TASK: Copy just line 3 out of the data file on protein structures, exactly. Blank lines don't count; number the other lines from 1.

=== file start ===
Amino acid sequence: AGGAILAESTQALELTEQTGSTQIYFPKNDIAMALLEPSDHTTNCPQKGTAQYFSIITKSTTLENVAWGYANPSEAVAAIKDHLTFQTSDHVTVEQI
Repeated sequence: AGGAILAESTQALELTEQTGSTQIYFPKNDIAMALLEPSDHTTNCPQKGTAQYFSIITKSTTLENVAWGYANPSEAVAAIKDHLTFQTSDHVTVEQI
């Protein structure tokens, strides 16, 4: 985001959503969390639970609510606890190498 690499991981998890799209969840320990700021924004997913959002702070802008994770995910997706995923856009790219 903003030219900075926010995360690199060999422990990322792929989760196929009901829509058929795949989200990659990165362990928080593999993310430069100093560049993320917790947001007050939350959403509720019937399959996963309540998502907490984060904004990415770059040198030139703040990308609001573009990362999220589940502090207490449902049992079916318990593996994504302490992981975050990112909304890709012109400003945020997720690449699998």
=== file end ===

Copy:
């Protein structure tokens, strides 16, 4: 985001959503969390639970609510606890190498 690499991981998890799209969840320990700021924004997913959002702070802008994770995910997706995923856009790219 903003030219900075926010995360690199060999422990990322792929989760196929009901829509058929795949989200990659990165362990928080593999993310430069100093560049993320917790947001007050939350959403509720019937399959996963309540998502907490984060904004990415770059040198030139703040990308609001573009990362999220589940502090207490449902049992079916318990593996994504302490992981975050990112909304890709012109400003945020997720690449699998």